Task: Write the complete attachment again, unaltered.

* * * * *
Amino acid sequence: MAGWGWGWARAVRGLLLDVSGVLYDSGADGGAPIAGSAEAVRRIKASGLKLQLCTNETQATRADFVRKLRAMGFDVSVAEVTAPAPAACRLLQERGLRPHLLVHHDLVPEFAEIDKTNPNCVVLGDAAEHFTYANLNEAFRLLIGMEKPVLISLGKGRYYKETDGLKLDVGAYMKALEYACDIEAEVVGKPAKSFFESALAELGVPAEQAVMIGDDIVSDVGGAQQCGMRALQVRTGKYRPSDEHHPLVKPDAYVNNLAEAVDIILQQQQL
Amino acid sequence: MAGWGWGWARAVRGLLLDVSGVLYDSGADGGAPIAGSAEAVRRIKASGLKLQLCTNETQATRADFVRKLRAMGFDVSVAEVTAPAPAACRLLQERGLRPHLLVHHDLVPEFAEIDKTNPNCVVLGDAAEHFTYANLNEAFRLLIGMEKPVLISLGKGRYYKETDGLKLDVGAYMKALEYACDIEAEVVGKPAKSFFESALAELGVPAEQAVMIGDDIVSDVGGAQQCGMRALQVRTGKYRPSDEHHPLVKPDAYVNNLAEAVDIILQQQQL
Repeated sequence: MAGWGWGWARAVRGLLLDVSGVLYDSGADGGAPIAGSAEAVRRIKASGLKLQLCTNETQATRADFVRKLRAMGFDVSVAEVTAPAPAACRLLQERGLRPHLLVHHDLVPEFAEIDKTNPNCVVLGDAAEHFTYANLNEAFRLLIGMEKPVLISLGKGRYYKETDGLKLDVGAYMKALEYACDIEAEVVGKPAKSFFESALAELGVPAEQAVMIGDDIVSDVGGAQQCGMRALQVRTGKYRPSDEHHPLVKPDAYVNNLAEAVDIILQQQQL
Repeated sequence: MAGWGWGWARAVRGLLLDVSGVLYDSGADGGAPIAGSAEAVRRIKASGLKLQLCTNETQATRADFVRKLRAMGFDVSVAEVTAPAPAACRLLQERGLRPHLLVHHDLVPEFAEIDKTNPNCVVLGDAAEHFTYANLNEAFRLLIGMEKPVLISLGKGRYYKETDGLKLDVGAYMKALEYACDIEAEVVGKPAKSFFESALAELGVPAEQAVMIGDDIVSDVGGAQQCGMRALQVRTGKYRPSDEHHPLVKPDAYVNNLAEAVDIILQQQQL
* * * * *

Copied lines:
Amino acid sequence: MAGWGWGWARAVRGLLLDVSGVLYDSGADGGAPIAGSAEAVRRIKASGLKLQLCTNETQATRADFVRKLRAMGFDVSVAEVTAPAPAACRLLQERGLRPHLLVHHDLVPEFAEIDKTNPNCVVLGDAAEHFTYANLNEAFRLLIGMEKPVLISLGKGRYYKETDGLKLDVGAYMKALEYACDIEAEVVGKPAKSFFESALAELGVPAEQAVMIGDDIVSDVGGAQQCGMRALQVRTGKYRPSDEHHPLVKPDAYVNNLAEAVDIILQQQQL
Amino acid sequence: MAGWGWGWARAVRGLLLDVSGVLYDSGADGGAPIAGSAEAVRRIKASGLKLQLCTNETQATRADFVRKLRAMGFDVSVAEVTAPAPAACRLLQERGLRPHLLVHHDLVPEFAEIDKTNPNCVVLGDAAEHFTYANLNEAFRLLIGMEKPVLISLGKGRYYKETDGLKLDVGAYMKALEYACDIEAEVVGKPAKSFFESALAELGVPAEQAVMIGDDIVSDVGGAQQCGMRALQVRTGKYRPSDEHHPLVKPDAYVNNLAEAVDIILQQQQL
Repeated sequence: MAGWGWGWARAVRGLLLDVSGVLYDSGADGGAPIAGSAEAVRRIKASGLKLQLCTNETQATRADFVRKLRAMGFDVSVAEVTAPAPAACRLLQERGLRPHLLVHHDLVPEFAEIDKTNPNCVVLGDAAEHFTYANLNEAFRLLIGMEKPVLISLGKGRYYKETDGLKLDVGAYMKALEYACDIEAEVVGKPAKSFFESALAELGVPAEQAVMIGDDIVSDVGGAQQCGMRALQVRTGKYRPSDEHHPLVKPDAYVNNLAEAVDIILQQQQL
Repeated sequence: MAGWGWGWARAVRGLLLDVSGVLYDSGADGGAPIAGSAEAVRRIKASGLKLQLCTNETQATRADFVRKLRAMGFDVSVAEVTAPAPAACRLLQERGLRPHLLVHHDLVPEFAEIDKTNPNCVVLGDAAEHFTYANLNEAFRLLIGMEKPVLISLGKGRYYKETDGLKLDVGAYMKALEYACDIEAEVVGKPAKSFFESALAELGVPAEQAVMIGDDIVSDVGGAQQCGMRALQVRTGKYRPSDEHHPLVKPDAYVNNLAEAVDIILQQQQL